valuable, and it is certainly more complicated.]] "

The design team work clearly indicated that both symmetric and asymmetric cryptography has to be supported. The JWT mechanism actually supports both and hence we should also describe both. What can, however, be done is to also describe the asymmetric key case and here is my text proposal for the introduction.

----
1.  Introduction

   This specification defines how to bind a key to a JSON Web
   Token (JWT) [JWT]. Three parties act in such a scenario:

* Issuer: Party that creates the JWT and binds a key to the token.
The key may be a symmetric key or a public key. To bind the key to the JWT the issuer needs to compute a digital signature or a keyed message digest over the JWT.

* Presenter: Party that demonstrates possession of a private key (for asymmetric key cryptography) and secret key (for symmetric key cryptography) to a recipient. This property is also sometimes described as the presenter being a holder-of-key.

* Recipient: Party that receives the JWT together with the proof of possession of the key (typically in form of a digital signature or a keyed message digest).

[I-D.ietf-oauth-pop-architecture] describes the use of proof-of-possession semantics for JSON Web Tokens (JWTs) for the use with OAuth.

   Envision the following two use cases. The first use case describes
   the use of a symmetric key and the second use case focuses on
   asymmetric cryptography.

   An OAuth 2.0 authorization server generates a JWT
   and places an encrypted symmetric key inside the newly introduced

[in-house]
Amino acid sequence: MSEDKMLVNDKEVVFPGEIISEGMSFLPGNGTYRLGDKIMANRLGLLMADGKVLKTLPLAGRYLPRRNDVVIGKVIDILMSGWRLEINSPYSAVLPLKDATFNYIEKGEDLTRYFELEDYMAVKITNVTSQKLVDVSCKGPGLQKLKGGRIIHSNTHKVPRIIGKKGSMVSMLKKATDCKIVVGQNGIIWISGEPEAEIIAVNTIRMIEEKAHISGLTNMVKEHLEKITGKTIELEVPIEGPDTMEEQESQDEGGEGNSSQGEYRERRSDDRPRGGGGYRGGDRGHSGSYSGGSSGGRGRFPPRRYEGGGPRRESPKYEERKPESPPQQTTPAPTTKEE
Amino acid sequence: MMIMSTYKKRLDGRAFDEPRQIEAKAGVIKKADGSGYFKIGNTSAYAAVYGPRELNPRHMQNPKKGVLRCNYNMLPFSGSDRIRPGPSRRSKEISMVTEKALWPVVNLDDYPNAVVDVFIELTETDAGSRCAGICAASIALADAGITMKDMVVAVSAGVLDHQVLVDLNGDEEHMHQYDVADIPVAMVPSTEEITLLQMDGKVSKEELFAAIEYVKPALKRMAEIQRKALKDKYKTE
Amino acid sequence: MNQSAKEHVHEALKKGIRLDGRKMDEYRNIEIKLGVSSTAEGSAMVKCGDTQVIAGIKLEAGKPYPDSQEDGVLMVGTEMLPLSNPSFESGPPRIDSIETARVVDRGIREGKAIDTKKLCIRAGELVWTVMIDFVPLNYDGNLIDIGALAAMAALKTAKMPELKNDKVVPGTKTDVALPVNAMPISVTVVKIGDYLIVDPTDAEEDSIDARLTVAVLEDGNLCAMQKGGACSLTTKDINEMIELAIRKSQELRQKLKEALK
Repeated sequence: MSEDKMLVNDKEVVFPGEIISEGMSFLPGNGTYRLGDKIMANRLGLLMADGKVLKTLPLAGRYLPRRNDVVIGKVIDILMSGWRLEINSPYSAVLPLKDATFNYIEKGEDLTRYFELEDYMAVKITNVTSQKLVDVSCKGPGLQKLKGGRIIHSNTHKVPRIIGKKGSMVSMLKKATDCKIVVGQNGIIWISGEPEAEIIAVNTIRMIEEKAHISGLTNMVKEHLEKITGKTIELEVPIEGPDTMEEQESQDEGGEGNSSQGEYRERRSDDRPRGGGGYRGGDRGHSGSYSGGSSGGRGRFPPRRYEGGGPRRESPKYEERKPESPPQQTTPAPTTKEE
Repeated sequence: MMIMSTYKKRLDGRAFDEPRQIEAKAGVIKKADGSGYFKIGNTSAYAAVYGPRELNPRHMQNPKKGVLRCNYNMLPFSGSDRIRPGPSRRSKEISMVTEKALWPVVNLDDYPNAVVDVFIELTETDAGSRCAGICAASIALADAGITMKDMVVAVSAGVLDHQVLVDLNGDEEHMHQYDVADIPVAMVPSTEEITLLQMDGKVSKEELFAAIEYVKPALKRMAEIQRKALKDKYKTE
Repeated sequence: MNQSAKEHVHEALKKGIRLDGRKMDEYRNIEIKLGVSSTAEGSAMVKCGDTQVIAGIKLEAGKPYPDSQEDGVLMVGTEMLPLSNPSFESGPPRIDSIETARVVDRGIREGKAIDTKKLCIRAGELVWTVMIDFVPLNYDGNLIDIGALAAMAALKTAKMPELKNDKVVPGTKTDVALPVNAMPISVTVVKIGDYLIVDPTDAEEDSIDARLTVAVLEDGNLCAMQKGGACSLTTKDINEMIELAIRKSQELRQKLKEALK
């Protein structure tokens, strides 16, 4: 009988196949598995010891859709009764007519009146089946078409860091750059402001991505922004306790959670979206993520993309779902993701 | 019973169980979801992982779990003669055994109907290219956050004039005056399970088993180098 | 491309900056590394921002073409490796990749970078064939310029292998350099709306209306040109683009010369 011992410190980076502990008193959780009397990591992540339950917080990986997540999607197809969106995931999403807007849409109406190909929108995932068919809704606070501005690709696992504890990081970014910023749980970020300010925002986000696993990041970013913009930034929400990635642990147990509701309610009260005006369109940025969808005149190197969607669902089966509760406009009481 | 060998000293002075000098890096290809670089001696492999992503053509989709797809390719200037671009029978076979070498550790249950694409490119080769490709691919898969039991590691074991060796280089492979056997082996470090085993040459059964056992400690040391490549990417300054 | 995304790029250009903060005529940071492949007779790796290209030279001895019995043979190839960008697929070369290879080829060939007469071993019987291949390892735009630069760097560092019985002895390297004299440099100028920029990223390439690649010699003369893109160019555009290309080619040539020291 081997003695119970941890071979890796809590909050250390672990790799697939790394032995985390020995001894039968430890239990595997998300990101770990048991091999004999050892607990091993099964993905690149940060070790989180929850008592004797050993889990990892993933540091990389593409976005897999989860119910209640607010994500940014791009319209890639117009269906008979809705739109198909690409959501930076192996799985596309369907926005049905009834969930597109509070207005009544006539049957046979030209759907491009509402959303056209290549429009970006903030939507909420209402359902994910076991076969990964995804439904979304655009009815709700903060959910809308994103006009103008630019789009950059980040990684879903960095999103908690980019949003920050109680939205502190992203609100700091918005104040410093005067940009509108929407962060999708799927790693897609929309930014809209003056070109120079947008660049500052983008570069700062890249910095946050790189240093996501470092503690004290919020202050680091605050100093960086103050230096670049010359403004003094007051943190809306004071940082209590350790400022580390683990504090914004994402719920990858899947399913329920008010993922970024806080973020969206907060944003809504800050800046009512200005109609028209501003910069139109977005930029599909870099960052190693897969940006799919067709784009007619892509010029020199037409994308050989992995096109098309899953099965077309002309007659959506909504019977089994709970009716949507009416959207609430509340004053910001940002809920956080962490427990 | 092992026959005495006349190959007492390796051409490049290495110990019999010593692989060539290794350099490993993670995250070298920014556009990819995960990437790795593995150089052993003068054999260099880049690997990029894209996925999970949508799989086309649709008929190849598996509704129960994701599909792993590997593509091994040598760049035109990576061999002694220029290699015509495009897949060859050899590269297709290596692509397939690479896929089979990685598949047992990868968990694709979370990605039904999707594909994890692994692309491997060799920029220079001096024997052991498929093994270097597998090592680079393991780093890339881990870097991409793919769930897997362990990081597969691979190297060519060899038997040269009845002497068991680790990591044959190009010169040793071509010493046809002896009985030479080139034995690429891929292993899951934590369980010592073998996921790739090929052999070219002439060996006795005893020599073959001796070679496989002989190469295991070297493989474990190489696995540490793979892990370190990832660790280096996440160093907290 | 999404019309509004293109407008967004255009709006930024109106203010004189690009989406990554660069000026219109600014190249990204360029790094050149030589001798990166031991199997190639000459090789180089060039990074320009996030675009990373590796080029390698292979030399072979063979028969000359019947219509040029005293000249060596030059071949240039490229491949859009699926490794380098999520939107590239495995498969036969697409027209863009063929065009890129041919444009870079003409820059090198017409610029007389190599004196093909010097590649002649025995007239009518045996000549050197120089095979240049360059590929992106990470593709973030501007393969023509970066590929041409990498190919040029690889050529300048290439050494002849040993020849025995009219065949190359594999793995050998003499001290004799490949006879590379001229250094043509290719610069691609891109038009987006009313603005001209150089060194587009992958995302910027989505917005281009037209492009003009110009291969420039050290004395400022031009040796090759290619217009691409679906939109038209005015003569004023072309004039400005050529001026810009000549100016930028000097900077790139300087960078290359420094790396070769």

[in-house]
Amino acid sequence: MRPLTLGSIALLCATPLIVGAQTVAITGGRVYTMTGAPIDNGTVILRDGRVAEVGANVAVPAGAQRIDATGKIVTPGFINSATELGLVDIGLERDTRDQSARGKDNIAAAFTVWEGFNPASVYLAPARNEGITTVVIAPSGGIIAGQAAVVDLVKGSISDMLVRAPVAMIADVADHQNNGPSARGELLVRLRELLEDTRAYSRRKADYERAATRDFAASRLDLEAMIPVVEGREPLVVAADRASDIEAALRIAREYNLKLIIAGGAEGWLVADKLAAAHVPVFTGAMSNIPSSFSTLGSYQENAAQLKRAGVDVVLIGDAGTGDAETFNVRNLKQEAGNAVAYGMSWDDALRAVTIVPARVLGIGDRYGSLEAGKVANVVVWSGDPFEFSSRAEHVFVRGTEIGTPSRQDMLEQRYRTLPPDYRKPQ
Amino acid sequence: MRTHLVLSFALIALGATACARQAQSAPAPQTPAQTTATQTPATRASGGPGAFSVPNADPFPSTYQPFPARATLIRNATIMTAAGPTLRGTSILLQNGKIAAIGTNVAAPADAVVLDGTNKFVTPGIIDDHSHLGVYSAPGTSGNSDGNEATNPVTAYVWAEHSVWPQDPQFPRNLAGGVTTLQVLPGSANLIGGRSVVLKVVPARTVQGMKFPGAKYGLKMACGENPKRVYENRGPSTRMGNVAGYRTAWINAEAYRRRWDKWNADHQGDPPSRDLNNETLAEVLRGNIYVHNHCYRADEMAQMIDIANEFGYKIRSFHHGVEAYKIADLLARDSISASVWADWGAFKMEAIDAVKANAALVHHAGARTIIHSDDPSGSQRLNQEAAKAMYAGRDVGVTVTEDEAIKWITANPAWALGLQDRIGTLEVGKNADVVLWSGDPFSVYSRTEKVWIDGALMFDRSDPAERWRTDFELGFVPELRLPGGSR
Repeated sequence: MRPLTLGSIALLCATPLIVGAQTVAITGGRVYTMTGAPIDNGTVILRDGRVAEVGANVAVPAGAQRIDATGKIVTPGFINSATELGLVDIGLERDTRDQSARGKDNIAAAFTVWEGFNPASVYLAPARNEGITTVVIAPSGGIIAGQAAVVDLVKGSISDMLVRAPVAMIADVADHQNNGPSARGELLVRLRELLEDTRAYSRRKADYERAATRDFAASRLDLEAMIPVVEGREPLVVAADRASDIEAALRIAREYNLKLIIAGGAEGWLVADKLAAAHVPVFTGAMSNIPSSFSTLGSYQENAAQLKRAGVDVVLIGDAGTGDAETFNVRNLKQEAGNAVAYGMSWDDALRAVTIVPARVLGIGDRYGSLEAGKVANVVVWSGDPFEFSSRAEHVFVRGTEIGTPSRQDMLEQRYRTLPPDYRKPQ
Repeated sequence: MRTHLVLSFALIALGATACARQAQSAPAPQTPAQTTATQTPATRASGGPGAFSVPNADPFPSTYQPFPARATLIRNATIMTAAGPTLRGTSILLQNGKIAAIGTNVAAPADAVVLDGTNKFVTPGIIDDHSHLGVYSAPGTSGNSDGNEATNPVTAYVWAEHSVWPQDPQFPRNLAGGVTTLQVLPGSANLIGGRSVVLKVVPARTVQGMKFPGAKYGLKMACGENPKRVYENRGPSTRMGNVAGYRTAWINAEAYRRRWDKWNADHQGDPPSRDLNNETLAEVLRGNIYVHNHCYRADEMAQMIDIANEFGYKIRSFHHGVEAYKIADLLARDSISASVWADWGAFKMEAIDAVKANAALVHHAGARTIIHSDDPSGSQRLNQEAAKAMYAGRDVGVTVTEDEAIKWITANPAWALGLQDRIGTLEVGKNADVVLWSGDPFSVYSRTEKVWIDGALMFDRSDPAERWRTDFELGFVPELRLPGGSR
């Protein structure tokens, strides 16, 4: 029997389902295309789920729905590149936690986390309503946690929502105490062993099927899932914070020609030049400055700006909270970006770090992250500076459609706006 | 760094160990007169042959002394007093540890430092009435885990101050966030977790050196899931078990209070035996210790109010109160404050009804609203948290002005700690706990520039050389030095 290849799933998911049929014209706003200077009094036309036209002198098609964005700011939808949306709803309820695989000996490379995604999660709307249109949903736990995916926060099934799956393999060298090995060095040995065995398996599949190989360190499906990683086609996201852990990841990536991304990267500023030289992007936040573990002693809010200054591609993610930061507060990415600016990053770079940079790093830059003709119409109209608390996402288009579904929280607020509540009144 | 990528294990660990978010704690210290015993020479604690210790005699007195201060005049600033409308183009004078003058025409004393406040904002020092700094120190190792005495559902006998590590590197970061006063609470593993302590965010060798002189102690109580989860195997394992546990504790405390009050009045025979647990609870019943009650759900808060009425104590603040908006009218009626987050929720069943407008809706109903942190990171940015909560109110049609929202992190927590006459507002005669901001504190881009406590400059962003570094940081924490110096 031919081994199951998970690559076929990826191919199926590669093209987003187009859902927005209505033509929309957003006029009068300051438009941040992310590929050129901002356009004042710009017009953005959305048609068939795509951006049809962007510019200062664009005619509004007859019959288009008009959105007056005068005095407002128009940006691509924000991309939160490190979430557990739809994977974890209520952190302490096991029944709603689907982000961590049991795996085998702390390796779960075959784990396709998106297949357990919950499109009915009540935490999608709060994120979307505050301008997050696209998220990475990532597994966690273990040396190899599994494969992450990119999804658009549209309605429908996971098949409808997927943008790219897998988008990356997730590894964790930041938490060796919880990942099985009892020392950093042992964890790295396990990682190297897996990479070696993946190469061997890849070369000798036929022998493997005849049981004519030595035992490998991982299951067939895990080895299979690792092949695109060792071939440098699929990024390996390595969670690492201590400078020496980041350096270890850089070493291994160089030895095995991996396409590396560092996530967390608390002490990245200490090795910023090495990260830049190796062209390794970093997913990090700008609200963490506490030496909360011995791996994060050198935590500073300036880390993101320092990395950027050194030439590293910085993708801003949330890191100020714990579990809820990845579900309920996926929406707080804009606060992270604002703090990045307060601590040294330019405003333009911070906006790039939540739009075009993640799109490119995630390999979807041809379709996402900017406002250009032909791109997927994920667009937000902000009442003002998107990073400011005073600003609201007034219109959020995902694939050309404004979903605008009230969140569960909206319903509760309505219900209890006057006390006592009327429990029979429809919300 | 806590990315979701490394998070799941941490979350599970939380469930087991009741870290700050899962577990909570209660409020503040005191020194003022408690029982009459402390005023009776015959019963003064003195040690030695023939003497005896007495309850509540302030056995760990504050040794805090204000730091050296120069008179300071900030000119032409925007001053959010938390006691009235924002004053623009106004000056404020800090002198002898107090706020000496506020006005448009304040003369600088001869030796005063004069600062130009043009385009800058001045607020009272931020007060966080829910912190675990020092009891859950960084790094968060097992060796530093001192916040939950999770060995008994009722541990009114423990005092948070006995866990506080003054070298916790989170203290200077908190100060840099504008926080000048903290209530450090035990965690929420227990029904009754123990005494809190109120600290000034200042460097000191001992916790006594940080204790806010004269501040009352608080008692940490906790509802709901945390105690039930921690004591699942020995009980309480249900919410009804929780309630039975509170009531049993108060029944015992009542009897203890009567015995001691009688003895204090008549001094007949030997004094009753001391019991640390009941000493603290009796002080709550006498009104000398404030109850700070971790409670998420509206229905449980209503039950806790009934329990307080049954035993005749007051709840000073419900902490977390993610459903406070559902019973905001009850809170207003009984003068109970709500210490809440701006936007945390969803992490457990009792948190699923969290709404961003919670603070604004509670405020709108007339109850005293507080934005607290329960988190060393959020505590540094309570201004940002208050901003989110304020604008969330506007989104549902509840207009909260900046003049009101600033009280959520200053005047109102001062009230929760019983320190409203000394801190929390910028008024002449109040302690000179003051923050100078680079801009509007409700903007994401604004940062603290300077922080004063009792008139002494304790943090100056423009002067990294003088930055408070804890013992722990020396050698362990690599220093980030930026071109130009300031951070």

confirmation claim.  This symmetric key is encrypted with a key known
   only to the authorization server and the recipient. The entire JWT
   is then integrity protected.  The JWT is then sent to the
   presenter.  Since the presenter is unable to obtain the
   encrypted symmetric key from the JWT itself, the authorization
   server conveys that symmetric key separately to the presenter.  Now,
   the presenter is in possession of the symmetric key as well as the
   JWT (which includes the confirmation claim member).  When the
   presenter needs to present the JWT to the recipient, it also needs
   to demonstrate possession of the symmetric key; the presenter, for
   example, uses the symmetric key in a challenge/response protocol
   with the recipient.  The recipient is able to verify that it is
   interacting with the genuine presenter by decrypting the JWK
   contained inside the confirmation claim of the JWT.  By doing this
   the recipient obtains the symmetric key, which it then uses to
   verify cryptographically protected messages exchanged with the
   presenter.

   This symmetric key mechanism described above is conceptually similar
   to the use of Kerberos tickets.

   In the second case consider a presenter that generates a public /
   private key pair. It then sends the public key to an OAuth 2.0
   authorization server, which creates a JWT and places an public key
   (or a fingerprint of it) inside the newly introduced confirmation
   claim. The entire JWT is then integrity protected using a digital
   signature to protect it against modifications.

   The JWT is then sent to the presenter. When the presenter needs to
   present the JWT to the recipient, it also needs to demonstrate
   possession of the private key. The presenter, for example, uses the
   private key in TLS exchange with the recipient.  The recipient
   is able to verify that it is interacting with the genuine presenter
   by extracting the public key from the confirmation claim of the
   JWT (after verifying the digital signature of the JWT) and utilizing
   it with the private key in the TLS exchange.

   The asymmetric key mechanism described above is conceptually similar
   to a certificate.

   In both cases the JWT may contain various claims that are included
   based on the policy of the authorization server.

----

Due to the IETF draft submission deadline we would appreciate a response by next Sunday.

Ciao
Hannes